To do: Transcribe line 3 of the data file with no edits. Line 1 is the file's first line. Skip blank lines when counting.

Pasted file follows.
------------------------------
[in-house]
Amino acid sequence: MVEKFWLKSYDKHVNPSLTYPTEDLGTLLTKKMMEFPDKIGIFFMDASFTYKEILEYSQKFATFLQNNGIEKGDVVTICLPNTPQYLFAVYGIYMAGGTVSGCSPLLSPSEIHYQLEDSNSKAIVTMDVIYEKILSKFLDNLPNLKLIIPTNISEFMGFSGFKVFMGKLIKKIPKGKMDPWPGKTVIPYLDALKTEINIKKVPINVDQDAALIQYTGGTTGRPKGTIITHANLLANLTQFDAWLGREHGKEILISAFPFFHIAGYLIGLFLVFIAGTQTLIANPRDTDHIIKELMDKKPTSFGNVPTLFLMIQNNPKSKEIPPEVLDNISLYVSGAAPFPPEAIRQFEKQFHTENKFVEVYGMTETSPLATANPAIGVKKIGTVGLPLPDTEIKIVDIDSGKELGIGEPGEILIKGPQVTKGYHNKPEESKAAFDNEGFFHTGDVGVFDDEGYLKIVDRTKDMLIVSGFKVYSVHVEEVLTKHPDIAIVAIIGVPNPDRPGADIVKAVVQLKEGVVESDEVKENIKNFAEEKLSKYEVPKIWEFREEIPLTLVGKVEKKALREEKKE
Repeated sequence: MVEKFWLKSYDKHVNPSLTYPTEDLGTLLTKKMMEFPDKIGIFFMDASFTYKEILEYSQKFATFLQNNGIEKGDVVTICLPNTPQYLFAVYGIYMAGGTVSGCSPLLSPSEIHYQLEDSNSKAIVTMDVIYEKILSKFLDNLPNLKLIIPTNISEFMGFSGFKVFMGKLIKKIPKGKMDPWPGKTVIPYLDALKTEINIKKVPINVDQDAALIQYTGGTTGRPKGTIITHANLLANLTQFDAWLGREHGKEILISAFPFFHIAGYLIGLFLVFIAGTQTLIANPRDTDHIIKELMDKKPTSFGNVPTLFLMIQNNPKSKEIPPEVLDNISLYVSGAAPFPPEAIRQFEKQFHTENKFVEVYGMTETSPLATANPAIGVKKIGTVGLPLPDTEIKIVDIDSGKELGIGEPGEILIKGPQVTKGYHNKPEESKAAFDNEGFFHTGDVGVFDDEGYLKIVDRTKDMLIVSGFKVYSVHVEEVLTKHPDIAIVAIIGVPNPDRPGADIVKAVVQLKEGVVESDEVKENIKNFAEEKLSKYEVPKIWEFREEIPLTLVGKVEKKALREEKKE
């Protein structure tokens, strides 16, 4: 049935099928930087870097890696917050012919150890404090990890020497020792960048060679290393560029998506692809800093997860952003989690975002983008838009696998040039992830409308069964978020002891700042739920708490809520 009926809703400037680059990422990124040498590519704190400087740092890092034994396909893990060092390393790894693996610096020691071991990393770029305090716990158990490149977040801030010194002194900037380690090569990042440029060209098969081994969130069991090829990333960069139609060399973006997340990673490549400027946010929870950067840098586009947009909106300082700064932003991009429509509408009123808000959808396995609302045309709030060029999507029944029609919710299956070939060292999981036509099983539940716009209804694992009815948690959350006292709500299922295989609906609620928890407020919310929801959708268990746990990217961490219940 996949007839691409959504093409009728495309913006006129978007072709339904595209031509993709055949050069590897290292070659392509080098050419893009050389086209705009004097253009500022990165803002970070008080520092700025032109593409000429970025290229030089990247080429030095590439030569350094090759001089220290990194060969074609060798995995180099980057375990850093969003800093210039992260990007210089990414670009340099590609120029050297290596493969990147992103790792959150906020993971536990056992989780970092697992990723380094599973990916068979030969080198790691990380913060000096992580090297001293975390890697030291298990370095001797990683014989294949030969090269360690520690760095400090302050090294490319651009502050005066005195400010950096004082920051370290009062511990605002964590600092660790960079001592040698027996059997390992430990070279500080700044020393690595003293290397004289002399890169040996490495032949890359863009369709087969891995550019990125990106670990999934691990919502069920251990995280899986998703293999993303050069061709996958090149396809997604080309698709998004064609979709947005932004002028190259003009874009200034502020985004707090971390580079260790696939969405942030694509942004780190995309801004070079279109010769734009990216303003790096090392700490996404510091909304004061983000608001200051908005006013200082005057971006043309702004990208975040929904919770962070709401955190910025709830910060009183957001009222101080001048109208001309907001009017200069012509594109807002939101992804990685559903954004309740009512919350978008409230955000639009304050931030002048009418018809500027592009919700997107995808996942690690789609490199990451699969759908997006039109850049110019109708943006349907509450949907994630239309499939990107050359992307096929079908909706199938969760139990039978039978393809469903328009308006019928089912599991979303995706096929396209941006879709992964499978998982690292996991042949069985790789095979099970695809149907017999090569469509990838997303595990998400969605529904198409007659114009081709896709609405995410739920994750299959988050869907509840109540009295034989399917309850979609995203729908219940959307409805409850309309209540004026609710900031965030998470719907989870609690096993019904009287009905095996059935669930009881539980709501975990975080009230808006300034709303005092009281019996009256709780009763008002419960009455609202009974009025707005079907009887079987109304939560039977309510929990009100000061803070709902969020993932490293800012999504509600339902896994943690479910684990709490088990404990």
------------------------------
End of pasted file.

Repeated sequence: MVEKFWLKSYDKHVNPSLTYPTEDLGTLLTKKMMEFPDKIGIFFMDASFTYKEILEYSQKFATFLQNNGIEKGDVVTICLPNTPQYLFAVYGIYMAGGTVSGCSPLLSPSEIHYQLEDSNSKAIVTMDVIYEKILSKFLDNLPNLKLIIPTNISEFMGFSGFKVFMGKLIKKIPKGKMDPWPGKTVIPYLDALKTEINIKKVPINVDQDAALIQYTGGTTGRPKGTIITHANLLANLTQFDAWLGREHGKEILISAFPFFHIAGYLIGLFLVFIAGTQTLIANPRDTDHIIKELMDKKPTSFGNVPTLFLMIQNNPKSKEIPPEVLDNISLYVSGAAPFPPEAIRQFEKQFHTENKFVEVYGMTETSPLATANPAIGVKKIGTVGLPLPDTEIKIVDIDSGKELGIGEPGEILIKGPQVTKGYHNKPEESKAAFDNEGFFHTGDVGVFDDEGYLKIVDRTKDMLIVSGFKVYSVHVEEVLTKHPDIAIVAIIGVPNPDRPGADIVKAVVQLKEGVVESDEVKENIKNFAEEKLSKYEVPKIWEFREEIPLTLVGKVEKKALREEKKE